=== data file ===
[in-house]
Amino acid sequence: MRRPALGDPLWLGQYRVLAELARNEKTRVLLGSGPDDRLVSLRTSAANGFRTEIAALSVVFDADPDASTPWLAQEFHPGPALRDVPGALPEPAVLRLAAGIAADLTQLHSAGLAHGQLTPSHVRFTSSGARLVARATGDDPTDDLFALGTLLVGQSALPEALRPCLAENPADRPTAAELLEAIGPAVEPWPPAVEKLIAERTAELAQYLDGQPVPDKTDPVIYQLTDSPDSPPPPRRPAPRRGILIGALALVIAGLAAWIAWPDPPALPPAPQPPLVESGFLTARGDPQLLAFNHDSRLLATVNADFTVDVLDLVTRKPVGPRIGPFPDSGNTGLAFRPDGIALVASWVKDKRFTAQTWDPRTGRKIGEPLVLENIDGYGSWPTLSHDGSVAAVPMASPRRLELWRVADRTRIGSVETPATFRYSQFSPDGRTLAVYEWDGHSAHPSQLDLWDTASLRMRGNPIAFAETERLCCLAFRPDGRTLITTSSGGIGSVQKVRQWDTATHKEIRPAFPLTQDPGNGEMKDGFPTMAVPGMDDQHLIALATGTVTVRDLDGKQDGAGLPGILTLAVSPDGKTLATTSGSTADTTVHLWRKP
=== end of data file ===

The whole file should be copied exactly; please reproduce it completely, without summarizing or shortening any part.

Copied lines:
[in-house]
Amino acid sequence: MRRPALGDPLWLGQYRVLAELARNEKTRVLLGSGPDDRLVSLRTSAANGFRTEIAALSVVFDADPDASTPWLAQEFHPGPALRDVPGALPEPAVLRLAAGIAADLTQLHSAGLAHGQLTPSHVRFTSSGARLVARATGDDPTDDLFALGTLLVGQSALPEALRPCLAENPADRPTAAELLEAIGPAVEPWPPAVEKLIAERTAELAQYLDGQPVPDKTDPVIYQLTDSPDSPPPPRRPAPRRGILIGALALVIAGLAAWIAWPDPPALPPAPQPPLVESGFLTARGDPQLLAFNHDSRLLATVNADFTVDVLDLVTRKPVGPRIGPFPDSGNTGLAFRPDGIALVASWVKDKRFTAQTWDPRTGRKIGEPLVLENIDGYGSWPTLSHDGSVAAVPMASPRRLELWRVADRTRIGSVETPATFRYSQFSPDGRTLAVYEWDGHSAHPSQLDLWDTASLRMRGNPIAFAETERLCCLAFRPDGRTLITTSSGGIGSVQKVRQWDTATHKEIRPAFPLTQDPGNGEMKDGFPTMAVPGMDDQHLIALATGTVTVRDLDGKQDGAGLPGILTLAVSPDGKTLATTSGSTADTTVHLWRKP